TAMPA — A Tampa police detective was fired Thursday amid a federal grand jury investigation into potential criminal conduct, police Chief Jane Castor said.
Detective Eric Houston, who worked on some of the department's highest profile cases, was dismissed several weeks after a department investigator found Houston was involved in suspected criminal activity, Castor said. She refused to give specifics about the accusations but said the information was turned over to the U.S. Attorney's Office.
"It's clear that Houston's alleged criminal behavior is so egregious that it's necessary to take this step immediately," Castor said. "His actions do not represent the good men and women of this organization, and he does not deserve to wear the uniform of the Tampa Police Department."
The agency launched an internal investigation of Houston in October in what Castor said was "an abundance of caution" after his wife, La Joyce Houston, was fired from the Tampa Police Department based on welfare fraud allegations.
Police said they had caught La Joyce Houston, then a 16-year department veteran making $91,400 a year, conspiring to use a jail inmate's food stamps. The inmate, Rita Girvin, is the biological mother of a girl La Joyce Houston adopted years ago.
At the time the department began investigating Eric Houston, there was no reason to suspect he knew about or was involved in any wrongdoing, the chief said.
Then, on April 3, a detective in the department's Criminal Intelligence Bureau found evidence that Houston was involved in illegal activities, Castor said.
Police offered few details about the evidence, citing a provision that keeps federal grand jury proceedings confidential until an indictment is issued.
Houston was immediately put on administrative leave after the evidence was uncovered, Castor said. The investigation was handed to federal prosecutors.
On Thursday morning, Castor met with representatives of the U.S. Attorney's Office, who told her about the progress of a grand jury investigation. Afterward, she decided to fire Houston. A formal disciplinary notice declared the detective was in violation of the department's regulations on conformance to laws and standard of conduct.
"This couldn't be any more disheartening to me," Castor said. "When you have an officer who goes against the oath of office, it reflects negatively on every other officer."
There is no link between Eric Houston's dismissal and his wife's case, Castor said. La Joyce Houston is charged with grand theft and food stamp fraud.
The U.S. Attorney's Office confirmed that Eric Houston is being investigated, but gave no details. The Tampa Police Department received a grand jury subpoena Thursday for Houston's personnel records, including his date of hire, internal affairs files, complaints, misconduct reports and personnel actions. Houston, 53, was a 24-year employee who spent a decade as a homicide detective.
The department has reviewed 19 open cases that Houston helped investigate, including three in which he was the lead detective. The defendants in those cases are:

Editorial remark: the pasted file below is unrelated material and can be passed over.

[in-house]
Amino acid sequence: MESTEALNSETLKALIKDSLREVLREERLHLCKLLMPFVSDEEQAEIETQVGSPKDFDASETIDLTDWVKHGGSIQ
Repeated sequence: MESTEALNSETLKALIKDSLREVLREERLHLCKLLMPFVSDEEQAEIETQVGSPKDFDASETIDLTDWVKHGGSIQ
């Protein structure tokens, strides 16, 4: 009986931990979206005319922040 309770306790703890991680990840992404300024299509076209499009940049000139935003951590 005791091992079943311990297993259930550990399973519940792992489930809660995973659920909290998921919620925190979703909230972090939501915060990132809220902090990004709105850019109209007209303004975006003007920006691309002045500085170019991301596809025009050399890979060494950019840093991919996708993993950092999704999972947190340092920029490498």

• James Jugo — Accused of manslaughter in the February death of his roommate, Benjamin Calderon, 56, who was beaten after the two argued about stolen food, according to police. Police reinterviewed witnesses in the Jugo case after Houston's dismissal, Castor said.
• Maurice K. Johnson Jr. — Found incompetent to stand trial last year on charges of shooting a pizza delivery man during a robbery, according to police.
• Steven M. Hevia — Charged in a drug-related case in which a man died while under the influence of a psychedelic substance he reportedly bought from Hevia, according to police.
Other cases Houston helped investigate include those of: Julie Schenecker, who goes to trial next week on charges that she shot her two children to death at their New Tampa home; and Dontae Morris, who was convicted of killing two Tampa police officers.
Investigators found no evidence that the accusations were related to Houston's work in any police case, Castor said. They also don't believe the situation will affect the cases as they move toward trial.
But, the chief said, the investigation is still ongoing.
The matter is the latest in a string of internal scandals for the department. They include the September firing of Sgt. Ray Fernandez. He was accused of lying about his role in the DUI arrest of Tampa lawyer C. Philip Campbell, which prosecutors later determined was a setup involving a rival law firm.
Houston could not be reached for comment and his attorney, Wade Whidden, would not comment Thursday.
Owen Kohler, general counsel for the Tampa Police Benevolent Association, said the organization was still trying to gather information.
"We don't really know the specifics of what he's accused of," Kohler said. "I know that he maintains his innocence."
Times staff writer Anna Phillips and researcher John Martin contributed to this report. Dan Sullivan can be reached at (813) 226-3386 or email@example.com.